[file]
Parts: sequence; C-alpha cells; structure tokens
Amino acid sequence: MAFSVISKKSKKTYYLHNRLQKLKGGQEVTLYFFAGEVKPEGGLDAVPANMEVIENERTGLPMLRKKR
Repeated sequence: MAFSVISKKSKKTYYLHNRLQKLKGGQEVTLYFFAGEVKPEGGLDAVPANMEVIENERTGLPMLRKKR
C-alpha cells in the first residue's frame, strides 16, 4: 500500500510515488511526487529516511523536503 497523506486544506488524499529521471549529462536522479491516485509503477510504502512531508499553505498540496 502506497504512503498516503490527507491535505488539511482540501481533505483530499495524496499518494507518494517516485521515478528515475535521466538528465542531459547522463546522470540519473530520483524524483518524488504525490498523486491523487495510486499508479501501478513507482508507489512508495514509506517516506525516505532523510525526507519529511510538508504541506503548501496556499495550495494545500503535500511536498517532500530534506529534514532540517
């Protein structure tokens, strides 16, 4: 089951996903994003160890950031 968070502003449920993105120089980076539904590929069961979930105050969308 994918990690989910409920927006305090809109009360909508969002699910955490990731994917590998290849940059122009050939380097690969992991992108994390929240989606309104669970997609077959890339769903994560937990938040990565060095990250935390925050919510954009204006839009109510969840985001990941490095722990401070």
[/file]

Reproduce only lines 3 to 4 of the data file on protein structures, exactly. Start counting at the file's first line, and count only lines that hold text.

Repeated sequence: MAFSVISKKSKKTYYLHNRLQKLKGGQEVTLYFFAGEVKPEGGLDAVPANMEVIENERTGLPMLRKKR
C-alpha cells in the first residue's frame, strides 16, 4: 500500500510515488511526487529516511523536503 497523506486544506488524499529521471549529462536522479491516485509503477510504502512531508499553505498540496 502506497504512503498516503490527507491535505488539511482540501481533505483530499495524496499518494507518494517516485521515478528515475535521466538528465542531459547522463546522470540519473530520483524524483518524488504525490498523486491523487495510486499508479501501478513507482508507489512508495514509506517516506525516505532523510525526507519529511510538508504541506503548501496556499495550495494545500503535500511536498517532500530534506529534514532540517